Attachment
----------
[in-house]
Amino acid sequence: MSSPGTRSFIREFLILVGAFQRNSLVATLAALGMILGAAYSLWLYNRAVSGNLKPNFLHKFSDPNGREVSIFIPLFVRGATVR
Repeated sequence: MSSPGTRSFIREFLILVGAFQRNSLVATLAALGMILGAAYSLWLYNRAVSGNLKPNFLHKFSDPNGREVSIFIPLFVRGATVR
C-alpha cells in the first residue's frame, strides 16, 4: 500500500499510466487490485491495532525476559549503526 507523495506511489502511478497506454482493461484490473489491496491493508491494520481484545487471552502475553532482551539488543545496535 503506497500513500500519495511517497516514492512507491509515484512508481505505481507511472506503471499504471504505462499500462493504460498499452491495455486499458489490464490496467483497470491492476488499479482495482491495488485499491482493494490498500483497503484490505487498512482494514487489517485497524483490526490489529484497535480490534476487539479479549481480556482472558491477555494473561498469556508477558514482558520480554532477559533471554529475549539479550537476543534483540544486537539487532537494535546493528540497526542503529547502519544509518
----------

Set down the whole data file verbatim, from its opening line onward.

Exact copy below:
[in-house]
Amino acid sequence: MSSPGTRSFIREFLILVGAFQRNSLVATLAALGMILGAAYSLWLYNRAVSGNLKPNFLHKFSDPNGREVSIFIPLFVRGATVR
Repeated sequence: MSSPGTRSFIREFLILVGAFQRNSLVATLAALGMILGAAYSLWLYNRAVSGNLKPNFLHKFSDPNGREVSIFIPLFVRGATVR
C-alpha cells in the first residue's frame, strides 16, 4: 500500500499510466487490485491495532525476559549503526 507523495506511489502511478497506454482493461484490473489491496491493508491494520481484545487471552502475553532482551539488543545496535 503506497500513500500519495511517497516514492512507491509515484512508481505505481507511472506503471499504471504505462499500462493504460498499452491495455486499458489490464490496467483497470491492476488499479482495482491495488485499491482493494490498500483497503484490505487498512482494514487489517485497524483490526490489529484497535480490534476487539479479549481480556482472558491477555494473561498469556508477558514482558520480554532477559533471554529475549539479550537476543534483540544486537539487532537494535546493528540497526542503529547502519544509518